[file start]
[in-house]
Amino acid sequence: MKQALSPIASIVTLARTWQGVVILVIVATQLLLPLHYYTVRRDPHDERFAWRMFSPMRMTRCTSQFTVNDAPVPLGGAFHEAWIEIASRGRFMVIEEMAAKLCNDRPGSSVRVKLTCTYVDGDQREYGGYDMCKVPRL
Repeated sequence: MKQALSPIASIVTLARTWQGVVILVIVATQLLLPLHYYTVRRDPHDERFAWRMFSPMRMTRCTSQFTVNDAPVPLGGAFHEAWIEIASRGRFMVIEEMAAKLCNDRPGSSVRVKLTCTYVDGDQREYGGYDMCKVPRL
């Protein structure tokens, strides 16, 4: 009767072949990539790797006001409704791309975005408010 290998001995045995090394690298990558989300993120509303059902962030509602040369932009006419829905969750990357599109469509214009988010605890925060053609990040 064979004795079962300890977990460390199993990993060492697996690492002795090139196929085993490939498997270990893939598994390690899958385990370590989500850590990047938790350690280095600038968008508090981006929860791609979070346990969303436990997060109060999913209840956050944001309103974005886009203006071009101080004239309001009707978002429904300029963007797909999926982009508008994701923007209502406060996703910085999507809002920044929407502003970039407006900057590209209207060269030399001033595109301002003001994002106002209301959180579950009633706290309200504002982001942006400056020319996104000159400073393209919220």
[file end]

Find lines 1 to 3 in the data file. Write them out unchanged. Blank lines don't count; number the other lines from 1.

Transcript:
[in-house]
Amino acid sequence: MKQALSPIASIVTLARTWQGVVILVIVATQLLLPLHYYTVRRDPHDERFAWRMFSPMRMTRCTSQFTVNDAPVPLGGAFHEAWIEIASRGRFMVIEEMAAKLCNDRPGSSVRVKLTCTYVDGDQREYGGYDMCKVPRL
Repeated sequence: MKQALSPIASIVTLARTWQGVVILVIVATQLLLPLHYYTVRRDPHDERFAWRMFSPMRMTRCTSQFTVNDAPVPLGGAFHEAWIEIASRGRFMVIEEMAAKLCNDRPGSSVRVKLTCTYVDGDQREYGGYDMCKVPRL